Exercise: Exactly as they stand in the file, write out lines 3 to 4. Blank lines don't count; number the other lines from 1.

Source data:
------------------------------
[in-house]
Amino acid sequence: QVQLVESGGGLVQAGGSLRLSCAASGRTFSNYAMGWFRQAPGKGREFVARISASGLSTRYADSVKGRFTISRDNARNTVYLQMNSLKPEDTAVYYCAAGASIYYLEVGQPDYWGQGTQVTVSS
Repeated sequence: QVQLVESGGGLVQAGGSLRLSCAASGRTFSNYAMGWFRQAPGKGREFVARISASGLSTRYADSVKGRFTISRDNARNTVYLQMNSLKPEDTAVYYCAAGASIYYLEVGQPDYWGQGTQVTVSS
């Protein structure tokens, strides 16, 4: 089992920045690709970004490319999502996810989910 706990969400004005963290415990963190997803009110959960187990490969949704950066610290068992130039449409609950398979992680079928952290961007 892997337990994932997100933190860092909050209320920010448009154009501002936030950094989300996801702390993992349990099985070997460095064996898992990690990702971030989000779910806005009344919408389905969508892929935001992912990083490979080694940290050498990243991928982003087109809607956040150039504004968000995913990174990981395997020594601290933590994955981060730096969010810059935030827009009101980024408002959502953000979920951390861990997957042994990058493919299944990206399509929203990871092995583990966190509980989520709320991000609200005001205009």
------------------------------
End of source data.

Repeated sequence: QVQLVESGGGLVQAGGSLRLSCAASGRTFSNYAMGWFRQAPGKGREFVARISASGLSTRYADSVKGRFTISRDNARNTVYLQMNSLKPEDTAVYYCAAGASIYYLEVGQPDYWGQGTQVTVSS
């Protein structure tokens, strides 16, 4: 089992920045690709970004490319999502996810989910 706990969400004005963290415990963190997803009110959960187990490969949704950066610290068992130039449409609950398979992680079928952290961007 892997337990994932997100933190860092909050209320920010448009154009501002936030950094989300996801702390993992349990099985070997460095064996898992990690990702971030989000779910806005009344919408389905969508892929935001992912990083490979080694940290050498990243991928982003087109809607956040150039504004968000995913990174990981395997020594601290933590994955981060730096969010810059935030827009009101980024408002959502953000979920951390861990997957042994990058493919299944990206399509929203990871092995583990966190509980989520709320991000609200005001205009």